Just as we embrace Gibson for who he is onscreen and not off it, we should accept Edge of Darkness for what it tries to be and not what its marketers try to spin it into. It’s not Taken, an idea Campbell basically addresses head-on in one of the disc’s many brief special features. “This is not one of those fast-and-furious sort of knock-‘em-up kind of thrillers”, Campbell says. “This is a thinking man’s thriller”. This may be a slight overstatement, but he’s essentially right. The film doesn’t require Craven to enter a building packed with goons and shoot his way out. Instead, Edge of Darkness has plenty of big pieces that need to be snapped into place and only a few heads in need of busting. It’s a good thing they’ve got just the guy to bust ‘em. Welcome back, Mel.

6

The year in song reflected the state of the world around us. Here are the 70 songs that spoke to us this year.

70. The Horrors - "Machine"

On their fifth album V, the Horrors expand on the bright, psychedelic territory they explored with Luminous, anchoring the ten new tracks with retro synths and guitar fuzz freakouts. "Machine" is the delicious outlier and the most vitriolic cut on the record, with Faris Badwan belting out accusations to the song's subject, who may even be us. The concept of alienation is nothing new, but here the Brits incorporate a beautiful metaphor of an insect trapped in amber as an illustration of the human caught within modernity. Whether our trappings are technological, psychological, or something else entirely makes the statement all the more chilling. - Tristan Kneschke

Keep reading... Show less

This has been a remarkable year for shoegaze. If it were only for the re-raising of two central pillars of the initial scene it would still have been enough, but that wasn't even the half of it.

It hardly needs to be said that the last 12 months haven't been everyone's favorite, but it does deserve to be noted that 2017 has been a remarkable year for shoegaze. If it were only for the re-raising of two central pillars of the initial scene it would still have been enough, but that wasn't even the half of it. Other longtime dreamers either reappeared or kept up their recent hot streaks, and a number of relative newcomers established their place in what has become one of the more robust rock subgenre subcultures out there.

Keep reading... Show less
Theatre

​'The Ferryman': Ephemeral Ideas, Eternal Tragedies

The current cast of The Ferryman in London's West End. Photo by Johan Persson. (Courtesy of The Corner Shop)

Staggeringly multi-layered, dangerously fast-paced and rich in characterizations, dialogue and context, Jez Butterworth's new hit about a family during the time of Ireland's the Troubles leaves the audience breathless, sweaty and tearful, in a nightmarish, dry-heaving haze.

"Vanishing. It's a powerful word, that"

Northern Ireland, Rural Derry, 1981, nighttime. The local ringleader of the Irish Republican Army gun-toting comrades ambushes a priest and tells him that the body of one Seamus Carney has been recovered. It is said that the man had spent a full ten years rotting in a bog. The IRA gunslinger, Muldoon, orders the priest to arrange for the Carney family not to utter a word of what had happened to the wretched man.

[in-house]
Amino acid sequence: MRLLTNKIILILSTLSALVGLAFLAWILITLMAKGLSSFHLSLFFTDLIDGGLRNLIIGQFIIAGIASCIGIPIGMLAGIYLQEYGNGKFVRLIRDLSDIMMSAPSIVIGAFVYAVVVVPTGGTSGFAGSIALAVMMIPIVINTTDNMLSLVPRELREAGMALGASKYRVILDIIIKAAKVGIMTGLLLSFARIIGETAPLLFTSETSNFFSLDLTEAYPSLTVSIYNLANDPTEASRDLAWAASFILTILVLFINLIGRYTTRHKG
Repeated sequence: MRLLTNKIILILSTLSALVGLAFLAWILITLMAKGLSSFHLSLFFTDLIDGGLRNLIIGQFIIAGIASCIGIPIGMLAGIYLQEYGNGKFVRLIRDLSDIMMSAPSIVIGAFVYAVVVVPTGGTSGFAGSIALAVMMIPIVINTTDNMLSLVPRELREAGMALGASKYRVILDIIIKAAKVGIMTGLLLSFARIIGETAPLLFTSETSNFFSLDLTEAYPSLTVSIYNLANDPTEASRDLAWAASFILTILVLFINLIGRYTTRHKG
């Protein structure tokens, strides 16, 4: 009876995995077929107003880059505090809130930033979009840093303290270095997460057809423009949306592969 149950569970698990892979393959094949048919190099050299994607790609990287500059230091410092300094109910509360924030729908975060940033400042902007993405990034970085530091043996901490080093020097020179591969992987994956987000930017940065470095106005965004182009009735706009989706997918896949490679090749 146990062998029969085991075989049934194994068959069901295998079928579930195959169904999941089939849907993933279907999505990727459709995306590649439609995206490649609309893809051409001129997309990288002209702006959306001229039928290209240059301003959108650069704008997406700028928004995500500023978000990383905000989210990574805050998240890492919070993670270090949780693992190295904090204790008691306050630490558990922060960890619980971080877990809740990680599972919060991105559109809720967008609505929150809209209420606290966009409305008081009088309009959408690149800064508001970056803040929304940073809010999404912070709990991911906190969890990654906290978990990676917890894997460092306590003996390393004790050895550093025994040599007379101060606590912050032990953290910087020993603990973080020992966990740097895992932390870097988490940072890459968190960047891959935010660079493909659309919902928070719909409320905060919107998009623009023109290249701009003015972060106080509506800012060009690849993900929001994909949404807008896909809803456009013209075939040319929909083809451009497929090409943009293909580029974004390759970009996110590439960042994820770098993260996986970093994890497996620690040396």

Keep reading... Show less
10

Aaron Sorkin's real-life twister about Molly Bloom, an Olympic skier turned high-stakes poker wrangler, is scorchingly fun but never takes its heroine as seriously as the men.

Chances are, we will never see a heartwarming Aaron Sorkin movie about somebody with a learning disability or severe handicap they had to overcome. This is for the best. The most caffeinated major American screenwriter, Sorkin only seems to find his voice when inhabiting a frantically energetic persona whose thoughts outrun their ability to verbalize and emote them. The start of his latest movie, Molly's Game, is so resolutely Sorkin-esque that it's almost a self-parody. Only this time, like most of his better work, it's based on a true story.

Keep reading... Show less
7

There's something characteristically English about the Royal Society, whereby strangers gather under the aegis of some shared interest to read, study, and form friendships and in which they are implicitly agreed to exist insulated and apart from political differences.

There is an amusing detail in The Curious World of Samuel Pepys and John Evelyn that is emblematic of the kind of intellectual passions that animated the educated elite of late 17th-century England. We learn that Henry Oldenburg, the first secretary of the Royal Society, had for many years carried on a bitter dispute with Robert Hooke, one of the great polymaths of the era whose name still appears to students of physics and biology. Was the root of their quarrel a personality clash, was it over money or property, over love, ego, values? Something simple and recognizable? The precise source of their conflict was none of the above exactly but is nevertheless revealing of a specific early modern English context: They were in dispute, Margaret Willes writes, "over the development of the balance-spring regulator watch mechanism."

Keep reading... Show less
8
Pop Ten
Mixed Media
PM Picks

© 1999-2017 Popmatters.com. All rights reserved.
Popmatters is wholly independently owned and operated.

rating-image